“Memento, homo, quia pulvis es, et in pulverem reverteris.” (“Remember, O man, that you are dust, and to dust you will return.”) – From the Roman Catholic liturgy, based on Genesis 3:19, traditionally spoken on Ash Wednesday, the beginning of Lent.
Yesterday I had a post in praise of the latest Marvel Comics Netflix series, The Punisher. There is a moment in the series when another character sees Frank Castle, the Punisher himself, spray painting the iconic skull image onto the front of his bullet proof vest. He says to Frank, “You know what that is? That’s a Memento Mori.”
Nothing like a little Latin with your pop culture.
What is a Memento Mori exactly? Literally, a reminder of death. Of course, The Punisher wears it to let the bad guys know what’s coming for them. But in art history a Memento Mori was used not so much as a judgment upon others but as a reminder to oneself. Most often in the form of a skull or skeleton, these were works of art meant to lead the viewer to considering their own mortality, which in turn would lead to humility and thankfulness to God. The concept of the Memento Mori goes a long way back in the history of Christianity and can be seen in many churches and cathedrals, monasteries and covents. It is a common motif in Western culture.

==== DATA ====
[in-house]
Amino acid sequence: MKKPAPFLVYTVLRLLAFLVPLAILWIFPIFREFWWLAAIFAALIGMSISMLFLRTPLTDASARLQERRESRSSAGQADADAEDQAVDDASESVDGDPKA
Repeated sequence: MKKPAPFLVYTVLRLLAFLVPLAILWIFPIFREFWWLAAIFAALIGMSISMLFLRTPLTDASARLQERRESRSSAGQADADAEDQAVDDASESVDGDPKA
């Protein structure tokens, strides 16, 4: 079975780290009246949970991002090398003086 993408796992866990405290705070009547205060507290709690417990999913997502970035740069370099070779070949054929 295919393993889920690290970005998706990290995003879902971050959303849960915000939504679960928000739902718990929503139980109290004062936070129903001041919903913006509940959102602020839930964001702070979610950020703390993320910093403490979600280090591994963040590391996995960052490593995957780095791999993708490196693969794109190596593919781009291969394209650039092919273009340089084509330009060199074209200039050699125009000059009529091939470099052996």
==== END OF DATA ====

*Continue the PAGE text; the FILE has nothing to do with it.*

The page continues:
I came upon a blog called Funeral Zone that had this to say of these reminders of mortality: “Memento mori primarily had a moral and religious purpose: to remind its owner or viewer that the afterlife awaited, and to not be overtly attached to material pleasures, in light of the prospect of divine judgment.”
In our popular culture, skulls and skeletons are Halloween decorations or used to convey some kind of badass image or played up for comedy. It is interesting, however, that though we don’t consciously use them as reminders of mortality anymore, they’re still with us, almost impossible to ignore, popping up in many different places and forms.
Maybe it isn’t such a bad thing to be reminded that we are all destined to die. We seem to be people driven to do whatever we can to never think about it, to worship at the altar of eternal youth and beauty instead. But wouldn’t we all be better off, more humble, more aware of the preciousness of each day, if we were more aware of how little time we each had on this earth?
I realized after I had looked into the history of the Memento Mori that I created one myself that now hangs in the TV room in my basement. It is a mosaic I made from craft foam after I saw a similar mosaic from the third century with a similar sentiment recently discovered in Turkey:
If you want to read more about the history of the Memento Mori, check out the link to the article I’ve quoted above from Funeral Zone: